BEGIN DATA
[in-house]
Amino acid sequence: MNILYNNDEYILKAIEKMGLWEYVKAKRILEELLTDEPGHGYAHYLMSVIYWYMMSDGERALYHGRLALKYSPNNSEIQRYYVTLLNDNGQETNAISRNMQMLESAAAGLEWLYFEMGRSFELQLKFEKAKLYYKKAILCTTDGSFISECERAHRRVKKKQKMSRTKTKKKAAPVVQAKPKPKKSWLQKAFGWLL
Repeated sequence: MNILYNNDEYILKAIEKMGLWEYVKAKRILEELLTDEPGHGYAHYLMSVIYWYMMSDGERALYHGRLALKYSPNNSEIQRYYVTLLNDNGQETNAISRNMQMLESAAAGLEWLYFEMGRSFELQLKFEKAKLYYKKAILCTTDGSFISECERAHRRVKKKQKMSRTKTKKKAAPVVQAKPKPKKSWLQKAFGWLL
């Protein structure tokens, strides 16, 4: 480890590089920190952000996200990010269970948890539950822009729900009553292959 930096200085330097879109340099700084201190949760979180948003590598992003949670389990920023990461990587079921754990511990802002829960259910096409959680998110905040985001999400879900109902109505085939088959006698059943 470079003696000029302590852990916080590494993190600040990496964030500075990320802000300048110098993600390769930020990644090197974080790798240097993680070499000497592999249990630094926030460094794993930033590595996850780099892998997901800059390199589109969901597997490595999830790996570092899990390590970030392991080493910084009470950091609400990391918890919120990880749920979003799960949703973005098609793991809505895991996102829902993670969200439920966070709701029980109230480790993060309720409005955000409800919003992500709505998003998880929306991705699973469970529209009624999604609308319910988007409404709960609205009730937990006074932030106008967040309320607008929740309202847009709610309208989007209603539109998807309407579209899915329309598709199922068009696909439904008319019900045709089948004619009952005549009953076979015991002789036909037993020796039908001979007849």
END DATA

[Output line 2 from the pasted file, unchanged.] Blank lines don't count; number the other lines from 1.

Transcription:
Amino acid sequence: MNILYNNDEYILKAIEKMGLWEYVKAKRILEELLTDEPGHGYAHYLMSVIYWYMMSDGERALYHGRLALKYSPNNSEIQRYYVTLLNDNGQETNAISRNMQMLESAAAGLEWLYFEMGRSFELQLKFEKAKLYYKKAILCTTDGSFISECERAHRRVKKKQKMSRTKTKKKAAPVVQAKPKPKKSWLQKAFGWLL